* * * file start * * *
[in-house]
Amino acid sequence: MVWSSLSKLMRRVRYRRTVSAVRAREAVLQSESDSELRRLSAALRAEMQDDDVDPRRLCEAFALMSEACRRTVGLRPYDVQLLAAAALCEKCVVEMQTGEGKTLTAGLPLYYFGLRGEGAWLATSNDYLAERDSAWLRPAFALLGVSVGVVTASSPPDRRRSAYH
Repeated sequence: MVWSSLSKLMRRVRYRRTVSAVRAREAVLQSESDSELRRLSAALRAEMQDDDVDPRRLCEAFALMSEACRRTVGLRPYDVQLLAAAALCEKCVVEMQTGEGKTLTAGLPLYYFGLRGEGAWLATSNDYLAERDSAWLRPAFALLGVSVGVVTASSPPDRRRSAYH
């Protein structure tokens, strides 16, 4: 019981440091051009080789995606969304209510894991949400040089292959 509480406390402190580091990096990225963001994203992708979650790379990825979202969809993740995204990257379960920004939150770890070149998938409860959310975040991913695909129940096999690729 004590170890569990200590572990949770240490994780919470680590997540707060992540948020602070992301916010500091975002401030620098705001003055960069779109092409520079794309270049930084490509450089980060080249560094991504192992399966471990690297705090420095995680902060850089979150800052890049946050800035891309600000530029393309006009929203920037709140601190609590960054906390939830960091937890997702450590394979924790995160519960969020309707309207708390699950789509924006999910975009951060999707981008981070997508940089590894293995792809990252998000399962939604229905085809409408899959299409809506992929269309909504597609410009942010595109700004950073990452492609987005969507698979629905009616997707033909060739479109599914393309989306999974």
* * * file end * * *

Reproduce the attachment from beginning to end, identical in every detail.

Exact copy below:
[in-house]
Amino acid sequence: MVWSSLSKLMRRVRYRRTVSAVRAREAVLQSESDSELRRLSAALRAEMQDDDVDPRRLCEAFALMSEACRRTVGLRPYDVQLLAAAALCEKCVVEMQTGEGKTLTAGLPLYYFGLRGEGAWLATSNDYLAERDSAWLRPAFALLGVSVGVVTASSPPDRRRSAYH
Repeated sequence: MVWSSLSKLMRRVRYRRTVSAVRAREAVLQSESDSELRRLSAALRAEMQDDDVDPRRLCEAFALMSEACRRTVGLRPYDVQLLAAAALCEKCVVEMQTGEGKTLTAGLPLYYFGLRGEGAWLATSNDYLAERDSAWLRPAFALLGVSVGVVTASSPPDRRRSAYH
């Protein structure tokens, strides 16, 4: 019981440091051009080789995606969304209510894991949400040089292959 509480406390402190580091990096990225963001994203992708979650790379990825979202969809993740995204990257379960920004939150770890070149998938409860959310975040991913695909129940096999690729 004590170890569990200590572990949770240490994780919470680590997540707060992540948020602070992301916010500091975002401030620098705001003055960069779109092409520079794309270049930084490509450089980060080249560094991504192992399966471990690297705090420095995680902060850089979150800052890049946050800035891309600000530029393309006009929203920037709140601190609590960054906390939830960091937890997702450590394979924790995160519960969020309707309207708390699950789509924006999910975009951060999707981008981070997508940089590894293995792809990252998000399962939604229905085809409408899959299409809506992929269309909504597609410009942010595109700004950073990452492609987005969507698979629905009616997707033909060739479109599914393309989306999974």